Instead, Townley wants to get back on track and look ahead and not to the past. “We existed before September 11th in this community – that’s what we want to get back. We don’t need a ton of new services down here. We could do with some. But we don’t want to see Manhattan Youth fold up in two years because its income has dried up. Money is going to get very tight in this city after this space gets cleared up.”

Rebuilding values as well as buildings

Despite the worries and talk about money, Townley’s concern is ultimately a different one. Recently, he went to Sarajevo privately to meet with a couple of youth organisations. He wanted to see what rebuilding is really about. Although he doesn’t want to compare Sarajevo with home, he is keen to put the downtown New York into perspective. “In Sarajevo, all the buildings were destroyed. All of them have got gunshots and people are living in these buildings now. It’s a small city and everywhere there are the sign of hand-to-hand shooting, grenade launching. 300,000 people died. For three years, the people of Sarajevo lived without heating, hot water or electricity. ‘No windows in Sarajevo’ was the expression – all the windows in all the buildings of one million people were out.”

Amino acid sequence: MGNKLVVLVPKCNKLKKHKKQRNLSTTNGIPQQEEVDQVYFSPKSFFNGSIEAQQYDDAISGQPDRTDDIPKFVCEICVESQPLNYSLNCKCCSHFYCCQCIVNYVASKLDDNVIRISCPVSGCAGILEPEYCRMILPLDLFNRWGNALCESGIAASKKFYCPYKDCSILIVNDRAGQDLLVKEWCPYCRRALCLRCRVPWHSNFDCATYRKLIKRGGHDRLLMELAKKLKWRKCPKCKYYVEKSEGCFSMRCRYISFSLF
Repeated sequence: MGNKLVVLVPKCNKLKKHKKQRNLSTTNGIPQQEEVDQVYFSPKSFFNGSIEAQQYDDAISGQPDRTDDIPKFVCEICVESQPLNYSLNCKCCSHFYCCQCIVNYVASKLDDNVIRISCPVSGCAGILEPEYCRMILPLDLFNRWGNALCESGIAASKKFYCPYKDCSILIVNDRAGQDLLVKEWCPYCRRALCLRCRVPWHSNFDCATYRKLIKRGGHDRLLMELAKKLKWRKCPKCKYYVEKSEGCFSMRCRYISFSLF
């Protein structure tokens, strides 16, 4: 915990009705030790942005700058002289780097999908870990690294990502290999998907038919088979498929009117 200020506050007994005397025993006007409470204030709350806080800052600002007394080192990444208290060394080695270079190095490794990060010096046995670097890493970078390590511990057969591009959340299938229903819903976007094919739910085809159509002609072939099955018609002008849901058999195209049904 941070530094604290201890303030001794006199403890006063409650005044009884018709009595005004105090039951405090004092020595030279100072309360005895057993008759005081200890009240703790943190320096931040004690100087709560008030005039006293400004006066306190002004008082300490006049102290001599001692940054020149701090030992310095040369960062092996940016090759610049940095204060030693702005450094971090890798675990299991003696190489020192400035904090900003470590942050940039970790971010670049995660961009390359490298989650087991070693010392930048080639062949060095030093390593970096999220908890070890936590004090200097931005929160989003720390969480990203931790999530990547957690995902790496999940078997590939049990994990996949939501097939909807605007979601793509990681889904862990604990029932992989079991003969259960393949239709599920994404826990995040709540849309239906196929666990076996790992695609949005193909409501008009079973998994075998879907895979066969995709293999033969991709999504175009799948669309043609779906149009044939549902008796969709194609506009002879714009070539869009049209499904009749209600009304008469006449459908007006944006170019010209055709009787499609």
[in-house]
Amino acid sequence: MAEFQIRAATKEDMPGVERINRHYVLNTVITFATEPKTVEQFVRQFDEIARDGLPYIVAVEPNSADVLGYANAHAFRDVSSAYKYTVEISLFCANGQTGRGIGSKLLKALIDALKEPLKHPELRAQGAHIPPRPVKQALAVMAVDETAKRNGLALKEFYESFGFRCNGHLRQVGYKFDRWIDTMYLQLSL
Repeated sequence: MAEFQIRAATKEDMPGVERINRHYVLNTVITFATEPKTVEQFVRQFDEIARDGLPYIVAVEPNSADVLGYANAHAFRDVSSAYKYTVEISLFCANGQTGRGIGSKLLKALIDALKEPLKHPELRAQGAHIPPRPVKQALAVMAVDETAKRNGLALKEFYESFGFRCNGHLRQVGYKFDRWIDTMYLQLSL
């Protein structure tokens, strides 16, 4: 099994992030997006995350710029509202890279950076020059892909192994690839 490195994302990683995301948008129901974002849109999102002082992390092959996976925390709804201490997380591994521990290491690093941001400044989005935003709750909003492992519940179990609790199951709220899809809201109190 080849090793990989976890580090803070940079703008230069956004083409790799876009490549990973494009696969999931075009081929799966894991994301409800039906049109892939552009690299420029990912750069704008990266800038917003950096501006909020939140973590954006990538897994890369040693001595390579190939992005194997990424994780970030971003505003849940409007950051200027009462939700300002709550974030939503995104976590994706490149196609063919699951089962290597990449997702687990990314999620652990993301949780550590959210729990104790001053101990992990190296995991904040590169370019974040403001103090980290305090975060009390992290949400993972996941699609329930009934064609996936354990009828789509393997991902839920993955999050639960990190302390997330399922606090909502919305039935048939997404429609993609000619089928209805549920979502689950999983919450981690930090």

He describes how at first there was a lot of unity among the people. “Then a lot of factionalism set in, the people started to disagree, and then they start to disagree more publicly. In addition, the lost of values and despair set in, especially among teenagers.”